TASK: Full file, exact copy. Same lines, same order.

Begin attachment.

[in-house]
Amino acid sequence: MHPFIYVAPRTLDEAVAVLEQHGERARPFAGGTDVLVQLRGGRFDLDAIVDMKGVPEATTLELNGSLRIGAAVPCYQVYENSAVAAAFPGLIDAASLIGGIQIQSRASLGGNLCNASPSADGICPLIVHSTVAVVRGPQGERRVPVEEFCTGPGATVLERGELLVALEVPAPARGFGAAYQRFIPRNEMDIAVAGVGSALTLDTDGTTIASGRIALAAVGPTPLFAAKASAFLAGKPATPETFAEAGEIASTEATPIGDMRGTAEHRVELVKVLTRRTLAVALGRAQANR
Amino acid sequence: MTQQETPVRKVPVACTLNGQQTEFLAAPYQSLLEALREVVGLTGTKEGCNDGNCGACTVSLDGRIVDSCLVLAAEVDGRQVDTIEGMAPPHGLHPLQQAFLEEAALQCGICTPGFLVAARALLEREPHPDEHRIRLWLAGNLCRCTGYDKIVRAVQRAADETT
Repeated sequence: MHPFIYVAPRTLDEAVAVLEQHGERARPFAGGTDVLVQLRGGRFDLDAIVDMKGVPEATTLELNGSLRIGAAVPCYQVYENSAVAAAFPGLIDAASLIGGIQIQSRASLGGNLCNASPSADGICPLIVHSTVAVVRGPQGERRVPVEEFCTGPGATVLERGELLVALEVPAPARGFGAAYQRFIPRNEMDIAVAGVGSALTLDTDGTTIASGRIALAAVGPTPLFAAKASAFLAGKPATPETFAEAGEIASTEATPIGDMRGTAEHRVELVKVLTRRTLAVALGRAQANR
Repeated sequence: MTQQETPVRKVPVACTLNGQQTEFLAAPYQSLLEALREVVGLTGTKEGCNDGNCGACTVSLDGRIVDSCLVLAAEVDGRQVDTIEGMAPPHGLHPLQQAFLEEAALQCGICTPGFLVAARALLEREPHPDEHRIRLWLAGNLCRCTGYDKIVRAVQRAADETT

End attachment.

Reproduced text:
[in-house]
Amino acid sequence: MHPFIYVAPRTLDEAVAVLEQHGERARPFAGGTDVLVQLRGGRFDLDAIVDMKGVPEATTLELNGSLRIGAAVPCYQVYENSAVAAAFPGLIDAASLIGGIQIQSRASLGGNLCNASPSADGICPLIVHSTVAVVRGPQGERRVPVEEFCTGPGATVLERGELLVALEVPAPARGFGAAYQRFIPRNEMDIAVAGVGSALTLDTDGTTIASGRIALAAVGPTPLFAAKASAFLAGKPATPETFAEAGEIASTEATPIGDMRGTAEHRVELVKVLTRRTLAVALGRAQANR
Amino acid sequence: MTQQETPVRKVPVACTLNGQQTEFLAAPYQSLLEALREVVGLTGTKEGCNDGNCGACTVSLDGRIVDSCLVLAAEVDGRQVDTIEGMAPPHGLHPLQQAFLEEAALQCGICTPGFLVAARALLEREPHPDEHRIRLWLAGNLCRCTGYDKIVRAVQRAADETT
Repeated sequence: MHPFIYVAPRTLDEAVAVLEQHGERARPFAGGTDVLVQLRGGRFDLDAIVDMKGVPEATTLELNGSLRIGAAVPCYQVYENSAVAAAFPGLIDAASLIGGIQIQSRASLGGNLCNASPSADGICPLIVHSTVAVVRGPQGERRVPVEEFCTGPGATVLERGELLVALEVPAPARGFGAAYQRFIPRNEMDIAVAGVGSALTLDTDGTTIASGRIALAAVGPTPLFAAKASAFLAGKPATPETFAEAGEIASTEATPIGDMRGTAEHRVELVKVLTRRTLAVALGRAQANR
Repeated sequence: MTQQETPVRKVPVACTLNGQQTEFLAAPYQSLLEALREVVGLTGTKEGCNDGNCGACTVSLDGRIVDSCLVLAAEVDGRQVDTIEGMAPPHGLHPLQQAFLEEAALQCGICTPGFLVAARALLEREPHPDEHRIRLWLAGNLCRCTGYDKIVRAVQRAADETT